Low-intensity repetitive magnetic stimulation lowers action potential threshold and increases spike firing in layer 5 pyramidal neurons in vitro

Alex Tang, I. Hong, L.J. Boddington, Andrew Garrett, S. Etherington, J.N.J. Reynolds, Jennifer Rodger

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    Abstract

    © 2016 IBRORepetitive transcranial magnetic stimulation (rTMS) has become a popular method of modulating neural plasticity in humans. Clinically, rTMS is delivered at high intensities to modulate neuronal excitability. While the high-intensity magnetic field can be targeted to stimulate specific cortical regions, areas adjacent to the targeted area receive stimulation at a lower intensity and may contribute to the overall plasticity induced by rTMS. We have previously shown that low-intensity rTMS induces molecular and structural plasticity in vivo, but the effects on membrane properties and neural excitability have not been investigated. Here we investigated the acute effect of low-intensity repetitive magnetic stimulation (LI-rMS) on neuronal excitability and potential changes on the passive and active electrophysiological properties of layer 5 pyramidal neurons in vitro. Whole-cell current clamp recordings were made at baseline prior to subthreshold LI-rMS (600 pulses of iTBS, n = 9 cells from 7 animals) or sham (n = 10 cells from 9 animals), immediately after stimulation, as well as 10 and 20 min post-stimulation. Our results show that LI-rMS does not alter passive membrane properties (resting membrane potential and input resistance) but hyperpolarises action potential threshold and increases evoked spike-firing frequency. Increases in spike firing frequency were present throughout the 20 min post-stimulation whereas action potential (AP) threshold hyperpolarization was present immediately after stimulation and at 20 min post-stimulation. These results provide evidence that LI-rMS alters neuronal excitability of excitatory neurons. We suggest that regions outside the targeted region of high-intensity rTMS are susceptible to neuromodulation and may contribute to rTMS-induced plasticity.
    Original languageEnglish
    Pages (from-to)64-71
    Number of pages8
    JournalNeuroscience
    Volume335
    Early online date24 Aug 2016
    DOIs
    Publication statusPublished - 29 Oct 2016

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    Pyramidal Cells
    Action Potentials
    Neuronal Plasticity
    Membranes
    Transcranial Magnetic Stimulation
    Magnetic Fields
    Membrane Potentials
    Neurons
    In Vitro Techniques

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    Tang, Alex ; Hong, I. ; Boddington, L.J. ; Garrett, Andrew ; Etherington, S. ; Reynolds, J.N.J. ; Rodger, Jennifer. / Low-intensity repetitive magnetic stimulation lowers action potential threshold and increases spike firing in layer 5 pyramidal neurons in vitro. In: Neuroscience. 2016 ; Vol. 335. pp. 64-71.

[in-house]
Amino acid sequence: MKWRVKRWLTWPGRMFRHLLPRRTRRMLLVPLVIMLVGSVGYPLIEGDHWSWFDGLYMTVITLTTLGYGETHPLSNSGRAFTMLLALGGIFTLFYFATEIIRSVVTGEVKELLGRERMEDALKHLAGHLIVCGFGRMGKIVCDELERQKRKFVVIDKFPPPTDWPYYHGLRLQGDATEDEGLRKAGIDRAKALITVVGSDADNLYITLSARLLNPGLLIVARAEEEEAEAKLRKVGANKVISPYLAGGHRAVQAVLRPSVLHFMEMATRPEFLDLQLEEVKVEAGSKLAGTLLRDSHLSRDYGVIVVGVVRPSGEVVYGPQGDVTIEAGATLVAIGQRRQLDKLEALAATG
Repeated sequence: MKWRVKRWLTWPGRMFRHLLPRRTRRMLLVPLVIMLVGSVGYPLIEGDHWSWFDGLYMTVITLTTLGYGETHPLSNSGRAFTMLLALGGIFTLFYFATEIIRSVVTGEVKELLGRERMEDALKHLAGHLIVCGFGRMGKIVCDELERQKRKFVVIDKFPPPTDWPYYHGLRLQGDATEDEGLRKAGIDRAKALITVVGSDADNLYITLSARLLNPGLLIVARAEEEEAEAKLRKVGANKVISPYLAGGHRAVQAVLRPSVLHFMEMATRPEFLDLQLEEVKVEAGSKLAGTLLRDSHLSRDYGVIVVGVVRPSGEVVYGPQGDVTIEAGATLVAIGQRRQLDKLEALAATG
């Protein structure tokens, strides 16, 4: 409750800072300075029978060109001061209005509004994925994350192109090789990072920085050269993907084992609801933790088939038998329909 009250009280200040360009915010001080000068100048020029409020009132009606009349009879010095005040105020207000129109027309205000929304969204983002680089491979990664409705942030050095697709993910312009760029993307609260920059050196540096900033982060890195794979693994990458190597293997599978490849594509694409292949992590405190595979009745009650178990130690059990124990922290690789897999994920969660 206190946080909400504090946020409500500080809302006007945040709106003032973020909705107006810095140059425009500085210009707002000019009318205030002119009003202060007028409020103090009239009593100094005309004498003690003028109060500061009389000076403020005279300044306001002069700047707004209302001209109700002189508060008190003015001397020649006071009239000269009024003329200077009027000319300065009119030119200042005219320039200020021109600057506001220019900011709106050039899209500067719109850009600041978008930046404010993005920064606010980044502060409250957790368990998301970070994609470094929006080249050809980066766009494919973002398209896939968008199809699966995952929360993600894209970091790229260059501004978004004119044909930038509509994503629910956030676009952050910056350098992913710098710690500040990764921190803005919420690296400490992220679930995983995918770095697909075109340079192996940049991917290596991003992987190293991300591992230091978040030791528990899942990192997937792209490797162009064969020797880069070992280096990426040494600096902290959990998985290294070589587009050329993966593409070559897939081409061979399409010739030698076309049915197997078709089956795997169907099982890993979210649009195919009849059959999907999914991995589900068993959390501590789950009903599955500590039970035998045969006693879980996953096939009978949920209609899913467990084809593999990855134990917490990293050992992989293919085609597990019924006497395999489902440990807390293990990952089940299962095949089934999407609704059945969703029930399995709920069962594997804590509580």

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    Low-intensity repetitive magnetic stimulation lowers action potential threshold and increases spike firing in layer 5 pyramidal neurons in vitro. / Tang, Alex; Hong, I.; Boddington, L.J.; Garrett, Andrew; Etherington, S.; Reynolds, J.N.J.; Rodger, Jennifer.

    In: Neuroscience, Vol. 335, 29.10.2016, p. 64-71.

    Research output: Contribution to journalArticle

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    AU - Tang, Alex

    AU - Hong, I.

    AU - Boddington, L.J.

    AU - Garrett, Andrew

    AU - Etherington, S.

    AU - Reynolds, J.N.J.

    AU - Rodger, Jennifer

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    AB - © 2016 IBRORepetitive transcranial magnetic stimulation (rTMS) has become a popular method of modulating neural plasticity in humans. Clinically, rTMS is delivered at high intensities to modulate neuronal excitability. While the high-intensity magnetic field can be targeted to stimulate specific cortical regions, areas adjacent to the targeted area receive stimulation at a lower intensity and may contribute to the overall plasticity induced by rTMS. We have previously shown that low-intensity rTMS induces molecular and structural plasticity in vivo, but the effects on membrane properties and neural excitability have not been investigated. Here we investigated the acute effect of low-intensity repetitive magnetic stimulation (LI-rMS) on neuronal excitability and potential changes on the passive and active electrophysiological properties of layer 5 pyramidal neurons in vitro. Whole-cell current clamp recordings were made at baseline prior to subthreshold LI-rMS (600 pulses of iTBS, n = 9 cells from 7 animals) or sham (n = 10 cells from 9 animals), immediately after stimulation, as well as 10 and 20 min post-stimulation. Our results show that LI-rMS does not alter passive membrane properties (resting membrane potential and input resistance) but hyperpolarises action potential threshold and increases evoked spike-firing frequency. Increases in spike firing frequency were present throughout the 20 min post-stimulation whereas action potential (AP) threshold hyperpolarization was present immediately after stimulation and at 20 min post-stimulation. These results provide evidence that LI-rMS alters neuronal excitability of excitatory neurons. We suggest that regions outside the targeted region of high-intensity rTMS are susceptible to neuromodulation and may contribute to rTMS-induced plasticity.

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